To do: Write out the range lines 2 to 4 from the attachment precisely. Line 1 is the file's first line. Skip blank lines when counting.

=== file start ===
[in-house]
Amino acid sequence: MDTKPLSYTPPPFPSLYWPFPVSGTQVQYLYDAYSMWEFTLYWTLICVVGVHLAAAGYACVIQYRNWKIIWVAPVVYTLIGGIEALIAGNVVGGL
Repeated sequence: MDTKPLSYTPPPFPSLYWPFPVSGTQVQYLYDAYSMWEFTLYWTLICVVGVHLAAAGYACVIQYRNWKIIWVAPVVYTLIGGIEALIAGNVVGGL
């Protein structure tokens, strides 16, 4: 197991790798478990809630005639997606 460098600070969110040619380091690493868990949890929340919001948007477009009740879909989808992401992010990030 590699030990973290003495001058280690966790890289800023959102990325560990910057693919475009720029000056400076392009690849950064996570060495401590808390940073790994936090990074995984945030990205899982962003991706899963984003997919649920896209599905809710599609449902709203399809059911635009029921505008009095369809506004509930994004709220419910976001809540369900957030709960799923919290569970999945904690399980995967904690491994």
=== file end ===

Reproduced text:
Amino acid sequence: MDTKPLSYTPPPFPSLYWPFPVSGTQVQYLYDAYSMWEFTLYWTLICVVGVHLAAAGYACVIQYRNWKIIWVAPVVYTLIGGIEALIAGNVVGGL
Repeated sequence: MDTKPLSYTPPPFPSLYWPFPVSGTQVQYLYDAYSMWEFTLYWTLICVVGVHLAAAGYACVIQYRNWKIIWVAPVVYTLIGGIEALIAGNVVGGL
């Protein structure tokens, strides 16, 4: 197991790798478990809630005639997606 460098600070969110040619380091690493868990949890929340919001948007477009009740879909989808992401992010990030 590699030990973290003495001058280690966790890289800023959102990325560990910057693919475009720029000056400076392009690849950064996570060495401590808390940073790994936090990074995984945030990205899982962003991706899963984003997919649920896209599905809710599609449902709203399809059911635009029921505008009095369809506004509930994004709220419910976001809540369900957030709960799923919290569970999945904690399980995967904690491994």